Students balance school with necessity for full-time work


Kaycee Orwig | Staff Photographer

Senior computer engineering major Alec Cantor works 40 hours a week for his co-op with Mine Safety Applications for the second semester in a row.

By Sid Lingala, Staff Writer

Ask Alec Cantor what it’s like to work standard full-time hours while being a full-time student, and he’ll tell you that while it’s still work, he appreciates having a break from classes.

“It’s a little easier to manage than school because there’s no homework and my weekends are completely free,” Cantor said. “There’s deadlines at work, but at school, it’s like, ‘this big project is due, you have this amount of time, you are not allowed to do this and it has to be done the way we learned in class.’”

Cantor, a senior computer engineering major, started interning 40 hours a week at Mine Safety Applications — a company specializing in workplace safety products — during the 2018 spring semester. He said he joined the company because of his interest in its software development aspect — and he began his second rotation this semester.

“Right now, I’m helping work on a device that we are trying to roll out in the next couple of years for firefighters,” he said. “It’s going to be a device that helps them navigate buildings better.”

Cantor also has to deal with his roles as both a student and a full-time employee.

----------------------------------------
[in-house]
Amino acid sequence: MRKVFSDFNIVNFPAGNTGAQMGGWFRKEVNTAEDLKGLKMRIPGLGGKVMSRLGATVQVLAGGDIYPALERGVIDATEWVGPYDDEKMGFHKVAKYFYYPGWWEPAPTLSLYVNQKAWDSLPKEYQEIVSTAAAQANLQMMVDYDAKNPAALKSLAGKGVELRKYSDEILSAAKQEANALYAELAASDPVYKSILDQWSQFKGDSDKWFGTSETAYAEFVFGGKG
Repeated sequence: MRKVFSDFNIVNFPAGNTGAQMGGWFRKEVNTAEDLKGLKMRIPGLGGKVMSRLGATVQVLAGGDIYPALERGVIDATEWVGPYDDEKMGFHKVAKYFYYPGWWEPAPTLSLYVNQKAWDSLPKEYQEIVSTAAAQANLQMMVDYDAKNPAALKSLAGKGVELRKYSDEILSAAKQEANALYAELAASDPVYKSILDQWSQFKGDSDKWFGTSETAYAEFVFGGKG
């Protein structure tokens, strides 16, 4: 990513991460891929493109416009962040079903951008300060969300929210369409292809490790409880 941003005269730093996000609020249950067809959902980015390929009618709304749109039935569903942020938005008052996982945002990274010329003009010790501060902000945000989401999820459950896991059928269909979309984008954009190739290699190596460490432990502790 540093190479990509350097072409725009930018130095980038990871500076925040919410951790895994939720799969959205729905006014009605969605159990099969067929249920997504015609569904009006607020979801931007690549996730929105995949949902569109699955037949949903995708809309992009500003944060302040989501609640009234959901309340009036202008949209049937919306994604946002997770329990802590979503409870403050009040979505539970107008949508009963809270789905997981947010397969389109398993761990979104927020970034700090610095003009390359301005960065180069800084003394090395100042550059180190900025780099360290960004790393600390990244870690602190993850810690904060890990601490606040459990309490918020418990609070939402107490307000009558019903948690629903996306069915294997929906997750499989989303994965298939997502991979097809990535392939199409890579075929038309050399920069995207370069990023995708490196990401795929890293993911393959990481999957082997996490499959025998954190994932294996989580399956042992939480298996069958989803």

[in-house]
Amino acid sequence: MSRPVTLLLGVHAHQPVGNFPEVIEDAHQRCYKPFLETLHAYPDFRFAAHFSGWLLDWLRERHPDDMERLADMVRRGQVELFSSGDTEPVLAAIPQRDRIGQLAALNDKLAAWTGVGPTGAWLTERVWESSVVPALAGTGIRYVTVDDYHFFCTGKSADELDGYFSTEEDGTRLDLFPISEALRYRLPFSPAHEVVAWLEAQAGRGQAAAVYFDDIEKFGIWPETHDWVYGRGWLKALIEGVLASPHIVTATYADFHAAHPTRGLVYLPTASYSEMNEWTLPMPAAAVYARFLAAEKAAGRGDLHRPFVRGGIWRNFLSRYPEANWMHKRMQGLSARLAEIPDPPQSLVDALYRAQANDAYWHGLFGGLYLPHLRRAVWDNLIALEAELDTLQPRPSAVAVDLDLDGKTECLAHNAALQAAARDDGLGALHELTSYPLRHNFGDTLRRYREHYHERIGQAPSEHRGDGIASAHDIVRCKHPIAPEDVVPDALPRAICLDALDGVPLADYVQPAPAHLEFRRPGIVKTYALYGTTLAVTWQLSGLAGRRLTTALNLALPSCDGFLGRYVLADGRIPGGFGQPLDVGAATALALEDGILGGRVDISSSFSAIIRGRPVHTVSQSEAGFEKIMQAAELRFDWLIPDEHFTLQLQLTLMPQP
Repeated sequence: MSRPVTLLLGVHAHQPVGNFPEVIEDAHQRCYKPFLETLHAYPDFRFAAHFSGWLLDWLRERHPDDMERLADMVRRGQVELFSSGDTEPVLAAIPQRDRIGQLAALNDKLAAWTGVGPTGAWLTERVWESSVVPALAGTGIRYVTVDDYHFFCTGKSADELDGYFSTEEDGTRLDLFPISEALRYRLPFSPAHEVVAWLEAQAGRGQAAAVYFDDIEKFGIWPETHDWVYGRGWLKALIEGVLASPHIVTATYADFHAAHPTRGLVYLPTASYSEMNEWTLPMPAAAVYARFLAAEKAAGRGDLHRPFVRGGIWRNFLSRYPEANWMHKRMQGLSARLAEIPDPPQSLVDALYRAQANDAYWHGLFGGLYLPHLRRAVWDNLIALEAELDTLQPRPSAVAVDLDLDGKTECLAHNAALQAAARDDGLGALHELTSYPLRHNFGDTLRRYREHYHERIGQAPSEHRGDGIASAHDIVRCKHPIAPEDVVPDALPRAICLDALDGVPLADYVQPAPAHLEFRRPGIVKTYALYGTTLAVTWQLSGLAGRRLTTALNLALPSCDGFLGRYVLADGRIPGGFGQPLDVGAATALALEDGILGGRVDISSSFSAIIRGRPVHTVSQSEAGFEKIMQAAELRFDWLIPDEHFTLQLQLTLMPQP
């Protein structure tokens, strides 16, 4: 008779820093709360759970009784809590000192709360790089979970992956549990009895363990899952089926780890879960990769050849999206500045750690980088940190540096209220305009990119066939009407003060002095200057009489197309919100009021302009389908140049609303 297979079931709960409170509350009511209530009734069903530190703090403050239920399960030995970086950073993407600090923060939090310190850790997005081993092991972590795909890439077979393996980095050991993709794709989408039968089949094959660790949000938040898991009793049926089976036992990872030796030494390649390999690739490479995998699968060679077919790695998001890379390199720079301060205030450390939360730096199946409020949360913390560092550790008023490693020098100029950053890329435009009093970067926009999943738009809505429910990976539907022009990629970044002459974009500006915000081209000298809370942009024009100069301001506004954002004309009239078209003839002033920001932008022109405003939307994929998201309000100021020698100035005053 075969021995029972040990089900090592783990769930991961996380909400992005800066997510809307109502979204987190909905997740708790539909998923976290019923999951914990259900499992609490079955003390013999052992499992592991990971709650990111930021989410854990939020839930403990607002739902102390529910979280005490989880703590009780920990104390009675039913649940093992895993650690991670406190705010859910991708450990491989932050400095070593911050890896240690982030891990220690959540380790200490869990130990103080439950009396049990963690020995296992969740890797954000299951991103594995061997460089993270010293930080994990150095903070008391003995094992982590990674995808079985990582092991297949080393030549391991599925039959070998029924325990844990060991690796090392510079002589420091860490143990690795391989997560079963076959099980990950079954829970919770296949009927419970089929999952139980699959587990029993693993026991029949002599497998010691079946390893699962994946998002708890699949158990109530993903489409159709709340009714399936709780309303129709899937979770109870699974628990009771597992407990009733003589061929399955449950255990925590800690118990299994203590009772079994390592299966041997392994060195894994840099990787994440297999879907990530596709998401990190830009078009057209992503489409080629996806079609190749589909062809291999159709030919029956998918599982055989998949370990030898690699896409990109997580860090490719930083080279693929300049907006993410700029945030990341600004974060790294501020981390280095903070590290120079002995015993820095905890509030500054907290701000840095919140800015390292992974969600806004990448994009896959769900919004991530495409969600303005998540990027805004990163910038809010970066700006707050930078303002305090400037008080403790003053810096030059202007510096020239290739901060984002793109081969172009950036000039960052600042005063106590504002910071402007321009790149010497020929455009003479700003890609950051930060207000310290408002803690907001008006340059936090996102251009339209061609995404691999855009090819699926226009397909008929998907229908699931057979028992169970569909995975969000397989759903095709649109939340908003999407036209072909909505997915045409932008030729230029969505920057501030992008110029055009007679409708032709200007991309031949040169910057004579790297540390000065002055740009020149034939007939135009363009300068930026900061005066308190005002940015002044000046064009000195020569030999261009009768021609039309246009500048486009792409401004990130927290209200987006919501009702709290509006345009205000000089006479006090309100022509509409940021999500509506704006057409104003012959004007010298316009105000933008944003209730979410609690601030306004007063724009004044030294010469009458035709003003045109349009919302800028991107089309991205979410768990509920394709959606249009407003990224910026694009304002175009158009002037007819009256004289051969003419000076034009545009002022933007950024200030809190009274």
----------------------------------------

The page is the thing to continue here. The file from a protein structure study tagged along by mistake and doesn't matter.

“I do feel like I’m a full-time employee. I wake up at 7:45 every morning. I get into my car and there’s traffic,” Cantor said. “But then I feel like a student because at work, I’m not asked to plan an entire project. It will be like, ‘work on this small project and if you have any questions, let me know.’”

Despite these obstacles, Cantor thinks this experience will be valuable to his goal of becoming a software developer.

“I’m hoping that once I graduate, they end up hiring me on to the team, because the team I’m on right now is very short-staffed,” Cantor said. “But even if that doesn’t happen, it’s an incredible resumé item. I would have literally done software development at a professional level for three semesters.”

Kaycee Orwig | Staff Photographer
Junior mechanical engineering major Rebecca Weaver worked 40 hours a week for her co-op with Schroeder Industries during the spring 2017, fall 2017 and spring 2018 semesters.

Rebecca Weaver, a junior mechanical engineering student, also values the experience she gets from her full-time internship — it’s taught her how to approach professionals in a way she never learned in class.

“I had no idea how all the different people email, how you have to learn to communicate differently with different people,” Weaver said. “I didn’t realize how much small talk came into play. My final rotation, someone came in to advertise all the different nozzles their company sells and half of it was talking about motorcycles and baseball.”

Weaver completed her third and final rotation last spring at Schroeder Industries, a company that specializes in products dealing with hydraulic fluid filtration. She took particular interest in the company because of the hands-on shop and vast amount of lab experience it offered.